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I Took a Break From Virtual College and I Don’t Regret It

Read Time: 4 minutes

Don’t feel guilty for choosing yourself

 

 

I was nearing the end of the winter quarter when the pandemic hit. It was the most stressed I had ever been in my life. I wrapped up finals, packed all my belongings, scavenged for an international flight and managed student visa requirements all in one day. I packed up my whole life and left the rest in storage. I was disoriented and completely exhausted. I felt like shit, looked like shit, most of all didn’t give a shit. I just wanted to get home safely.

 

My first American spring break turned into the worst possible scenario. Instead of being out with friends abroad, I immediately went into isolation back in Manila. I couldn’t fathom what was happening, and the future seemed so uncertain. Everything was a mess! Nevertheless, I persisted when the spring quarter came around.

 

 

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I had taken online classes before so I had a gist of what it would be like. I completely disregarded the fact that this time, I’d have a full load. I was instantly reminded of the reason why I traveled abroad. It’s because I wanted to experience new places, people and things; you can’t get the same satisfaction from virtual college. Those blissful moments with friends and strangers make a huge difference when adulting gets a little rough. Take away your (physical) social life, and it’s just not the same.

 

I officially hit my breaking point and decided to drop a class. I held it together to finish the rest of the quarter knowing that I wouldn’t want to deal with online school for a while. As much as I didn’t want to “give up,” I knew that I would betray my mental health. I wasn’t going to let that happen. If there’s anything I’ve learned from this hiatus, it’s that your direction is more important than your speed.

 

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Taking a break from college brings in this immediate fear of feeling left behind. There’s a sense of shame for not being able to commit. But taking a break doesn’t mean you’ll be less successful in comparison to those graduating ahead.

 

You Have a Choice: Adjust or Reroute

Halfway through the quarter, my blunt business professor shared something with our class that pretty much drove me into making my final decision. Based on today’s economic status and low employment rates, the need to graduate on time isn’t necessary. He said, “You have a choice: adjust or reroute. There’s no wrong answer.”

 

As simple as that statement was, it woke me up from my herd mentality. Instead of feeling weak for not following the crowd, I decided to recognize the strength of going against the current. I realized that I don’t have to force myself to follow what everyone else is doing. Between adjusting or taking a break, I bravely chose the latter. I can gladly say that I don’t regret that decision one bit.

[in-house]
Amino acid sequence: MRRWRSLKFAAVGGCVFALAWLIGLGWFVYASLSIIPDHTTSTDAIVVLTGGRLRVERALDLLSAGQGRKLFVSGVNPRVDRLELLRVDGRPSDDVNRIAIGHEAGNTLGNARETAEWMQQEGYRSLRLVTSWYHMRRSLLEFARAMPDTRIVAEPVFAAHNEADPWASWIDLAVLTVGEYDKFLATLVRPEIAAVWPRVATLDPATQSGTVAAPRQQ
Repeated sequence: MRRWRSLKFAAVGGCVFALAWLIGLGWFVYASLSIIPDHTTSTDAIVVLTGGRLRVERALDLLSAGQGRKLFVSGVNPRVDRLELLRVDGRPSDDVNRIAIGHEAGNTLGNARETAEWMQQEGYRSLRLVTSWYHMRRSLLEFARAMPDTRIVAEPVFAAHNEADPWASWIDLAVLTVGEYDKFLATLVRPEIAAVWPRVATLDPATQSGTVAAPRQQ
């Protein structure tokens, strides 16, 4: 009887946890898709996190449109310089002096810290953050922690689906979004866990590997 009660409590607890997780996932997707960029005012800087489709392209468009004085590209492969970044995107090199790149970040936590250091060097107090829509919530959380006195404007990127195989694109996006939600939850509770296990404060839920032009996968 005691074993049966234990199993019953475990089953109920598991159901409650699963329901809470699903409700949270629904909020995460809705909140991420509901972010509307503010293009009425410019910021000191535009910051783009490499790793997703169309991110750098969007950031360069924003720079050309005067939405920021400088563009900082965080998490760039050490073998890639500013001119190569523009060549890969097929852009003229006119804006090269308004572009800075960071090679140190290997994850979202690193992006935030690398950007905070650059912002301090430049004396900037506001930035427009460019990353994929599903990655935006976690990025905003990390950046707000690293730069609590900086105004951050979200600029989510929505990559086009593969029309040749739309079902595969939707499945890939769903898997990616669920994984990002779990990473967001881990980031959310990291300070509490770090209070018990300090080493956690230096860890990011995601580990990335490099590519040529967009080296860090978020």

Recover From Burnout

A heavy workload is something I can cope with but combine it with a different time zone, slow Wi-Fi and uncooperative group mates—you have a recipe for disaster.

 

My routine became robotic, it revolved solely around work. I felt so guilty about taking breaks because I knew I would reap the cost. All I wanted was to find solace in old hobbies to ease my mind when it came to bad news and the pressure of succeeding online. Allowing myself to live day by day with ease was like food for the soul.

 

I can’t be the best version of myself if I don’t listen to what my body needs. If it needs a break, so be it. Sure, my graduation date may be pushed back, but the fact of the matter is…I’m still going to graduate. School is something I can always return to. And when I do, I’ll have more work experience coupled with a fresh perspective.

 

RELATED: ECQ Diaries: Activities, Feelings & The Most Important Lesson I Learned To Survive This Pandemic

 

Take an Internship

After days of doing every possible indoor hobby, I decided to intern. Instead of cramming internships with my studies, this break has given me the advantage of taking baby steps towards my career. I still have a long way to go and a whole lot of growing to do, but one step forward is better than none at all.

 

Fortunately, I found a workplace that values authenticity and respects mental health. My time with Wonder so far has encouraged me to openly discuss personal topics and to not be afraid of making mistakes because that’s the only way to grow. If I want to be in a better position in the future, I have to expose myself to what’s “scary.”

 

 

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This year has taught me many things, but one thing stands out the most, and that’s not to neglect myself. Choosing a different path despite what everyone else is doing does not mean that I’m heading the wrong way. There is no wrong path. We are heading towards the same goal. I just prefer to do it at my own pace. The whole world has slowed down. There is no shame in slowing down, too.

 

RELATED: What I Wish I Knew When I Had My Quarter-Life Crisis

 

 

Words Marga Sibug

Art Alexandra Lara

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